Brandon Mayfield isn't the only innocent victim.

In 2004, Muslim intellectual Tariq Ramadan had his visa to teach at the University of Notre Dame revoked under Section 411 of the Patriot Act, which allows the government to bar anyone from the country who has or will use a "position of endorse or espouse terrorist activity." Ramadan has condemned terrorism, but because he is an outspoken critic of the Israeli government's war on Palestinians--and the U.S. policies that support it--that was enough to get him barred from the U.S.

In 2003, Sami al-Hussayen, a student at the University of Idaho, was arrested and prosecuted under Section 805 of the Patriot Act, which makes it a crime to lend "expert advice and assistance" to a terrorist organization. His crime? While working as the Internet administrator for the Islamic Assembly of North America, he listed links on the site to speeches by prominent Muslim scholars--including some that allegedly advocated criminal activity and suicide operations.

A former CIA official testifying on behalf of al-Hussayen said the sites linked to the student appeared to be analytical and religious in nature, not terrorist tools--and after an eight week trial, a jury found al-Hussayen not guilty on terrorism charges. But the Feds continued to pursue immigration charges against the student. In all, al-Hussayen spent 17 months in an Idaho jail, before finally agreeing to "voluntary" deportation.

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SIXTEEN OF the Patriot Act's most controversial provisions are scheduled to expire February 3, and the Bush administration is pushing hard to force Congress to pass a new version of the bill making them permanent.

A mix of liberal Democrats and some hard-line conservatives managed to temporarily hold up renewal of the bill in December. But before counting on Democrats to protect our rights, it should be remembered that they voted overwhelmingly for the Patriot Act the first time around--and party leaders are desperate to avoid being painted as "soft" on terrorism.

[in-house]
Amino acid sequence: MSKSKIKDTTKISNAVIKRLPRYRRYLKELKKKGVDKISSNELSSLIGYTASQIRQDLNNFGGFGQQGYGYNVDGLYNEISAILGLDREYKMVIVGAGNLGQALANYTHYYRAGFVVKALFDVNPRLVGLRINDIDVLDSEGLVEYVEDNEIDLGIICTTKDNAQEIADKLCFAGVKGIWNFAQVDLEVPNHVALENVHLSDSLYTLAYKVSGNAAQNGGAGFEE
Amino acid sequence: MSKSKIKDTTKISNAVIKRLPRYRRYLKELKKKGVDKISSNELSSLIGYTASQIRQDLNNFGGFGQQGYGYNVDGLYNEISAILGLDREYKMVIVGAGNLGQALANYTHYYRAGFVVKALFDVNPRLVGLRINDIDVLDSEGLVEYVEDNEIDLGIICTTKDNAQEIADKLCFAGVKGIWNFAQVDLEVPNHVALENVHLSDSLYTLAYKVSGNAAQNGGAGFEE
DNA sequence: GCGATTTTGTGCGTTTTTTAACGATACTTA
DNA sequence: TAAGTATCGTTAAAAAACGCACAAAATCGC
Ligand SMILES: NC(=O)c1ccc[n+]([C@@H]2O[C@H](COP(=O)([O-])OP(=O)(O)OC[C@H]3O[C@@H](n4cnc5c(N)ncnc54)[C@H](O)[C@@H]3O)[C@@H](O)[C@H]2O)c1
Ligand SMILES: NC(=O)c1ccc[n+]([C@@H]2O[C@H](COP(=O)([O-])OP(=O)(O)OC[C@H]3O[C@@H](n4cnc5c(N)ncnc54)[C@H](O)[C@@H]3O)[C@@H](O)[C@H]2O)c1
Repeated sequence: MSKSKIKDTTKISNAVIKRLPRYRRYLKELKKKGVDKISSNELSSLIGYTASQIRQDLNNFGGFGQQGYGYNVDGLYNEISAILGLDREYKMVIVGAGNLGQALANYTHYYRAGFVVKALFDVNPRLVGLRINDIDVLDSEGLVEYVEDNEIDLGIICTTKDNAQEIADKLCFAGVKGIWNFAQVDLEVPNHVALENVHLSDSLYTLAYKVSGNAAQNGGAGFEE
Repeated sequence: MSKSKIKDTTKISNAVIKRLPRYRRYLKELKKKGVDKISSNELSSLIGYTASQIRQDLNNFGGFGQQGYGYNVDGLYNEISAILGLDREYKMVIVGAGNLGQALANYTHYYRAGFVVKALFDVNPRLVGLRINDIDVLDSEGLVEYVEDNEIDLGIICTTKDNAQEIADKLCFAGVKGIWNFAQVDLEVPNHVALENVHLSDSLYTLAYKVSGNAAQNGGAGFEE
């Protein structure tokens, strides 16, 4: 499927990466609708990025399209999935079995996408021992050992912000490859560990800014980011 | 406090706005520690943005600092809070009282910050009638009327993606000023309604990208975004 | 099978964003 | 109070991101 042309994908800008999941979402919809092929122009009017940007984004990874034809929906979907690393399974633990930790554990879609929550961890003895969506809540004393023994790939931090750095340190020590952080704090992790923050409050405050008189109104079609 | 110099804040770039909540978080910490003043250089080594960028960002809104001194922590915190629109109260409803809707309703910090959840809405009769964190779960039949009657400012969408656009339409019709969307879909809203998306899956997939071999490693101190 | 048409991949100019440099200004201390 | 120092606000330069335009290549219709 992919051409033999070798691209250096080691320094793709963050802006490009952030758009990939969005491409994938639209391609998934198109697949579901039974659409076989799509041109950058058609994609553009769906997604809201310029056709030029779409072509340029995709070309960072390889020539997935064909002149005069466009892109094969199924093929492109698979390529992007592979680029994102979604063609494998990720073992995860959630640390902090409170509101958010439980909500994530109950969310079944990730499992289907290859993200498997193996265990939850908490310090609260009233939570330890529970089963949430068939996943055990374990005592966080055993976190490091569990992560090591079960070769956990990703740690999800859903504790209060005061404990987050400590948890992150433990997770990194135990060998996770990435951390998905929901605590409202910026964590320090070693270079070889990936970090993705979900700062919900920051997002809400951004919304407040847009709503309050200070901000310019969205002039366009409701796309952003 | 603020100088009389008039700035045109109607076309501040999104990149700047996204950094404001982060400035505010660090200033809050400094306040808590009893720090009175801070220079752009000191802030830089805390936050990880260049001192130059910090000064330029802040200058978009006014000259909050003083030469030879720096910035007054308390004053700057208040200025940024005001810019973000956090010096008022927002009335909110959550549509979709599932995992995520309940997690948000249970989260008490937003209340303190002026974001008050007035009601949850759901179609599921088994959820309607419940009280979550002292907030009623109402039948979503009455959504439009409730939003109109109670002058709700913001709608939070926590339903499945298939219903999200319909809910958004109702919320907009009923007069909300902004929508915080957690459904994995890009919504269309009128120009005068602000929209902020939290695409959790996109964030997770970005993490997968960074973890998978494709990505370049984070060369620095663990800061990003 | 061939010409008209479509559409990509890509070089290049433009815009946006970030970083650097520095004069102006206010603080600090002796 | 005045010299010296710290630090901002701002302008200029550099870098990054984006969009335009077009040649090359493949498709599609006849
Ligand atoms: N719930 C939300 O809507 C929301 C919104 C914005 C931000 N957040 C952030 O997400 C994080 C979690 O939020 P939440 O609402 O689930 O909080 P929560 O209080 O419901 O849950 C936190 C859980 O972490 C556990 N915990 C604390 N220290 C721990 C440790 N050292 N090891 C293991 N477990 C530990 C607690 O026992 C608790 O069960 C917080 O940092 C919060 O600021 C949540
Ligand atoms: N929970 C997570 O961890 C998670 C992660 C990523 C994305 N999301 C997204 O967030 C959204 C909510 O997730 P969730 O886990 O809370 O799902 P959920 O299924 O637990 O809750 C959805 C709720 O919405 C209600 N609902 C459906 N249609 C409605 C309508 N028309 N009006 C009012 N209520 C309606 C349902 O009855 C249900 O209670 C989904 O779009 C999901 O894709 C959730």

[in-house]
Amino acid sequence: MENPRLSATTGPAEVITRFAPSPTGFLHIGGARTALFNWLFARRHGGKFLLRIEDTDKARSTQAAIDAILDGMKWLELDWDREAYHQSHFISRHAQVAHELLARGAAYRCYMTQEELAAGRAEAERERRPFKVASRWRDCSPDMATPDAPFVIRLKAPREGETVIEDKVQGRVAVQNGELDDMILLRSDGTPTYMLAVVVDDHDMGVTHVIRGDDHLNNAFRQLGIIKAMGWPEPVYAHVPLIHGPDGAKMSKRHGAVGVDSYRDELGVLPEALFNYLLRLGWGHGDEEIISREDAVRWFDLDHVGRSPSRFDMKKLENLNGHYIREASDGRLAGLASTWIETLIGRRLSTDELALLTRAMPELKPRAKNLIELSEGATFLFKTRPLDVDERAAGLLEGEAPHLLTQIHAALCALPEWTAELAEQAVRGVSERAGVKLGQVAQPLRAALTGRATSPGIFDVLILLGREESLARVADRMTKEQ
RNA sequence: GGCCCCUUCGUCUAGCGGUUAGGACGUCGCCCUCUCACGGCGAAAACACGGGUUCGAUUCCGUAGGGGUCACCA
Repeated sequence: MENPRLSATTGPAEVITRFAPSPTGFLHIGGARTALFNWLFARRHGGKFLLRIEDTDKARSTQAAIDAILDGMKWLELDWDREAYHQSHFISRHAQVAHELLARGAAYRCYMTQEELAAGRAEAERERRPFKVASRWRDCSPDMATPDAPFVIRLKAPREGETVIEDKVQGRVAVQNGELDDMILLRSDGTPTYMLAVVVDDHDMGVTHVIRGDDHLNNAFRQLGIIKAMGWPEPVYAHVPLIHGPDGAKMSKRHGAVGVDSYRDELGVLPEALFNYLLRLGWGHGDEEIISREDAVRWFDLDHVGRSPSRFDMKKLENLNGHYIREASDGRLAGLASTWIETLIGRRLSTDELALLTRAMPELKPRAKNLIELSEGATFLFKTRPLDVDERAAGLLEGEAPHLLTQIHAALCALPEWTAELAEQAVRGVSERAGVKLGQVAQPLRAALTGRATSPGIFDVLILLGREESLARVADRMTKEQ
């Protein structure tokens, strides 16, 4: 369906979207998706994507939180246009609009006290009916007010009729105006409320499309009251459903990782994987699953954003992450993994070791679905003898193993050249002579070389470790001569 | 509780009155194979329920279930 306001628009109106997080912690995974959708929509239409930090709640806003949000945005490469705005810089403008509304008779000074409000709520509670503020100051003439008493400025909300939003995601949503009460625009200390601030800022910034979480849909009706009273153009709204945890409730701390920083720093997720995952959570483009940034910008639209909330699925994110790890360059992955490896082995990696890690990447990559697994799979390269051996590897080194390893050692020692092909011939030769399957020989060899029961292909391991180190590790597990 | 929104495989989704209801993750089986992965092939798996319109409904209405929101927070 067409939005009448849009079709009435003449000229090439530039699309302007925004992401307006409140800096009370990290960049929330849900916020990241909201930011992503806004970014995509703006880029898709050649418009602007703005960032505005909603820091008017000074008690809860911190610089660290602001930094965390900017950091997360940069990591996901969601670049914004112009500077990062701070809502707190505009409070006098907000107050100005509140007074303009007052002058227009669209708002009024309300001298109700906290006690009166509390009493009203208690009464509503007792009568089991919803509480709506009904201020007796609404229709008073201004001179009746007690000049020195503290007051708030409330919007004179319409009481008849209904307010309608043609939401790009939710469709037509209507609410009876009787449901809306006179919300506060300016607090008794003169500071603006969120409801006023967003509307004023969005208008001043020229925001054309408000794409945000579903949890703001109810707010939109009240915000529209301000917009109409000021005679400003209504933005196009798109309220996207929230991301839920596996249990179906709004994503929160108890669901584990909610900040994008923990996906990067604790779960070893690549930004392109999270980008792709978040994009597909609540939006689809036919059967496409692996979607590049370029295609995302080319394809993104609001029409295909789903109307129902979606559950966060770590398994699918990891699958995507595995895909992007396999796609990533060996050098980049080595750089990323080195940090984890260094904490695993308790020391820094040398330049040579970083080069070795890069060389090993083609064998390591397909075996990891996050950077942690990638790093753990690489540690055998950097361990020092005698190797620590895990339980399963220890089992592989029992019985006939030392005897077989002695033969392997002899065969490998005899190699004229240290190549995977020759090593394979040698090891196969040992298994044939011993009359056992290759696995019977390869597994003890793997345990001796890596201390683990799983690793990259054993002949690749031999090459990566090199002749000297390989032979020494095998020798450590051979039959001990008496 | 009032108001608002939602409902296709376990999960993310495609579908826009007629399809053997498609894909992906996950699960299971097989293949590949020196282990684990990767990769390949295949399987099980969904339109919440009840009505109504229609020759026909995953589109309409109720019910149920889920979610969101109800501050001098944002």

As Sen. John Kerry (D-Mass.) recently explained to the New York Times, it's unfair for Republicans to attack Democrats for questioning the worst excesses of the Patriot Act--since, said Kerry, "We all support surveillance."

With "opposition" like this within Washington, we'll need a struggle at the grassroots to fight for our rights.

Muslims bear the brunt of abuses

WHILE THE Patriot Act is an attack on all of our rights, Arabs and Muslims have borne the brunt of the abuses committed in the name of "fighting terrorism."

A 2003 Justice Department report into the treatment of detainees found systematic abuse carried out by as many as 20 guards at a Brooklyn detention center. Among the problems detailed were "unnecessary and inappropriate use of strip searches and banging on detainees' cell doors excessively while they were trying to sleep."

"We did not find evidence that the detainees were brutally beaten, but we found evidence some officers slammed and bounced detainees against the wall, twisted their arms and hands in painful ways, stepped on their leg restraint chains and punished them by keeping them restrained for long periods of time," the report said.